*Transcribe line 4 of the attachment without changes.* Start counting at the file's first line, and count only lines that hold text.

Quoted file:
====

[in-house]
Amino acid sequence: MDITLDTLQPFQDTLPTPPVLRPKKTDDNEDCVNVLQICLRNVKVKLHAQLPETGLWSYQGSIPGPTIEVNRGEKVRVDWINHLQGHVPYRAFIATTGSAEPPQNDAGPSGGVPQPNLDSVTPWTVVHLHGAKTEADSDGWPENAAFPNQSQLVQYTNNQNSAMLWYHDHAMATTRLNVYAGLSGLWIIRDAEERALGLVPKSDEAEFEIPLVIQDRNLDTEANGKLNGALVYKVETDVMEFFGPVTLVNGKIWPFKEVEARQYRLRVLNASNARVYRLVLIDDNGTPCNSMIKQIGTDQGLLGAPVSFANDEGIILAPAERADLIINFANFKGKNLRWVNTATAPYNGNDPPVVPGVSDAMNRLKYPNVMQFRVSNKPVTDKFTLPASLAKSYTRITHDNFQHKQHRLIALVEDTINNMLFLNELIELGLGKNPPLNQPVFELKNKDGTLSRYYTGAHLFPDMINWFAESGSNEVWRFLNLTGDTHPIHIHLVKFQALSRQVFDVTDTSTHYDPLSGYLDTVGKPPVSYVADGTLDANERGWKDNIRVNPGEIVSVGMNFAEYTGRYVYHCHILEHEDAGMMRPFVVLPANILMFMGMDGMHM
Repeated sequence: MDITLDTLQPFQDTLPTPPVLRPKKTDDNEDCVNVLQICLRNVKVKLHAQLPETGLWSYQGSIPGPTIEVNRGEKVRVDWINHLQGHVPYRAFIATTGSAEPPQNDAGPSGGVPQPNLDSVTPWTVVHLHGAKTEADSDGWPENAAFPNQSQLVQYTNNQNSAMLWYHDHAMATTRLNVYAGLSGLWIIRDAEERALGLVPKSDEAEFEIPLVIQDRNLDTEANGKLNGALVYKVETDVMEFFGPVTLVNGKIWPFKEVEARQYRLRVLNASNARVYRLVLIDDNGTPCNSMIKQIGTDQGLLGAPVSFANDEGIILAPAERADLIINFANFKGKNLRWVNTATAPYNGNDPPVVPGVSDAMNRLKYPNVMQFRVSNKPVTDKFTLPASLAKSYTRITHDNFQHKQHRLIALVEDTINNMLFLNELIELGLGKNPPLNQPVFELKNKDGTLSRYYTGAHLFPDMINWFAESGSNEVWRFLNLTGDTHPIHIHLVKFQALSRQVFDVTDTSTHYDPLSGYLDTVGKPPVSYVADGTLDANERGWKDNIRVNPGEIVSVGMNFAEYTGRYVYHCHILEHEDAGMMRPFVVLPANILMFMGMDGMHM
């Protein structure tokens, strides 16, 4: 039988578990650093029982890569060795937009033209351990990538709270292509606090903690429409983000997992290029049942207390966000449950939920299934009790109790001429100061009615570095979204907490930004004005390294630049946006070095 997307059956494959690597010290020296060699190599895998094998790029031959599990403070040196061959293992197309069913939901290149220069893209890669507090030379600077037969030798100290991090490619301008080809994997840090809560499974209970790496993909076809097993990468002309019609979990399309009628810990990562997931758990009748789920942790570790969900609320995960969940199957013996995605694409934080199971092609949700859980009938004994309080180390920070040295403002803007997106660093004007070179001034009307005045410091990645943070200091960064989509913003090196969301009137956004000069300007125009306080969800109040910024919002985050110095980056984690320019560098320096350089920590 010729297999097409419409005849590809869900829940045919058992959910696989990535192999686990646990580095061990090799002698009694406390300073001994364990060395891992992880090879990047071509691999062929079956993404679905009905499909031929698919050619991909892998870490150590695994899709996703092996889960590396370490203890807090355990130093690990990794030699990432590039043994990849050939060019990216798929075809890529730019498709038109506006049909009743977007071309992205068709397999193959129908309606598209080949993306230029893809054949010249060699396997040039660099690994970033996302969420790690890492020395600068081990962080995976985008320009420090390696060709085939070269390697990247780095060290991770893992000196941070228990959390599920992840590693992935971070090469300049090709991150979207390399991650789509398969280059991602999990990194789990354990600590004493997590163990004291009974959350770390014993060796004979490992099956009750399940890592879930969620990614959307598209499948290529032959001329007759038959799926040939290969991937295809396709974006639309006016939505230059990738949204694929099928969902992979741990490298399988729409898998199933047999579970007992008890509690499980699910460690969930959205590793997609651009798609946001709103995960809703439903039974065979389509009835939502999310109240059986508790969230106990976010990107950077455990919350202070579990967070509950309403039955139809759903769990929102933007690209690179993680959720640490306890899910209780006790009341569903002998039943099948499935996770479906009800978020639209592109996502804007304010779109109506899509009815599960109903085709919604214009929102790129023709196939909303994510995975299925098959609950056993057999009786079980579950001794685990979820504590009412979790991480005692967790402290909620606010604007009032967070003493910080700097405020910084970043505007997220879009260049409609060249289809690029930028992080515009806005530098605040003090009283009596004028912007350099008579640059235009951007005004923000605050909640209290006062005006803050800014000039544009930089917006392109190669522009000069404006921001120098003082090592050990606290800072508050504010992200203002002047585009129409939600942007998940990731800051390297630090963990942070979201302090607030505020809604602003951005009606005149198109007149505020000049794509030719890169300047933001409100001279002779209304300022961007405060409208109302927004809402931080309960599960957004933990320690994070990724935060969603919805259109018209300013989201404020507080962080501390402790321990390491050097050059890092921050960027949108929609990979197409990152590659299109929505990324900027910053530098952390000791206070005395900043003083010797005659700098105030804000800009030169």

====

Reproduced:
């Protein structure tokens, strides 16, 4: 039988578990650093029982890569060795937009033209351990990538709270292509606090903690429409983000997992290029049942207390966000449950939920299934009790109790001429100061009615570095979204907490930004004005390294630049946006070095 997307059956494959690597010290020296060699190599895998094998790029031959599990403070040196061959293992197309069913939901290149220069893209890669507090030379600077037969030798100290991090490619301008080809994997840090809560499974209970790496993909076809097993990468002309019609979990399309009628810990990562997931758990009748789920942790570790969900609320995960969940199957013996995605694409934080199971092609949700859980009938004994309080180390920070040295403002803007997106660093004007070179001034009307005045410091990645943070200091960064989509913003090196969301009137956004000069300007125009306080969800109040910024919002985050110095980056984690320019560098320096350089920590 010729297999097409419409005849590809869900829940045919058992959910696989990535192999686990646990580095061990090799002698009694406390300073001994364990060395891992992880090879990047071509691999062929079956993404679905009905499909031929698919050619991909892998870490150590695994899709996703092996889960590396370490203890807090355990130093690990990794030699990432590039043994990849050939060019990216798929075809890529730019498709038109506006049909009743977007071309992205068709397999193959129908309606598209080949993306230029893809054949010249060699396997040039660099690994970033996302969420790690890492020395600068081990962080995976985008320009420090390696060709085939070269390697990247780095060290991770893992000196941070228990959390599920992840590693992935971070090469300049090709991150979207390399991650789509398969280059991602999990990194789990354990600590004493997590163990004291009974959350770390014993060796004979490992099956009750399940890592879930969620990614959307598209499948290529032959001329007759038959799926040939290969991937295809396709974006639309006016939505230059990738949204694929099928969902992979741990490298399988729409898998199933047999579970007992008890509690499980699910460690969930959205590793997609651009798609946001709103995960809703439903039974065979389509009835939502999310109240059986508790969230106990976010990107950077455990919350202070579990967070509950309403039955139809759903769990929102933007690209690179993680959720640490306890899910209780006790009341569903002998039943099948499935996770479906009800978020639209592109996502804007304010779109109506899509009815599960109903085709919604214009929102790129023709196939909303994510995975299925098959609950056993057999009786079980579950001794685990979820504590009412979790991480005692967790402290909620606010604007009032967070003493910080700097405020910084970043505007997220879009260049409609060249289809690029930028992080515009806005530098605040003090009283009596004028912007350099008579640059235009951007005004923000605050909640209290006062005006803050800014000039544009930089917006392109190669522009000069404006921001120098003082090592050990606290800072508050504010992200203002002047585009129409939600942007998940990731800051390297630090963990942070979201302090607030505020809604602003951005009606005149198109007149505020000049794509030719890169300047933001409100001279002779209304300022961007405060409208109302927004809402931080309960599960957004933990320690994070990724935060969603919805259109018209300013989201404020507080962080501390402790321990390491050097050059890092921050960027949108929609990979197409990152590659299109929505990324900027910053530098952390000791206070005395900043003083010797005659700098105030804000800009030169």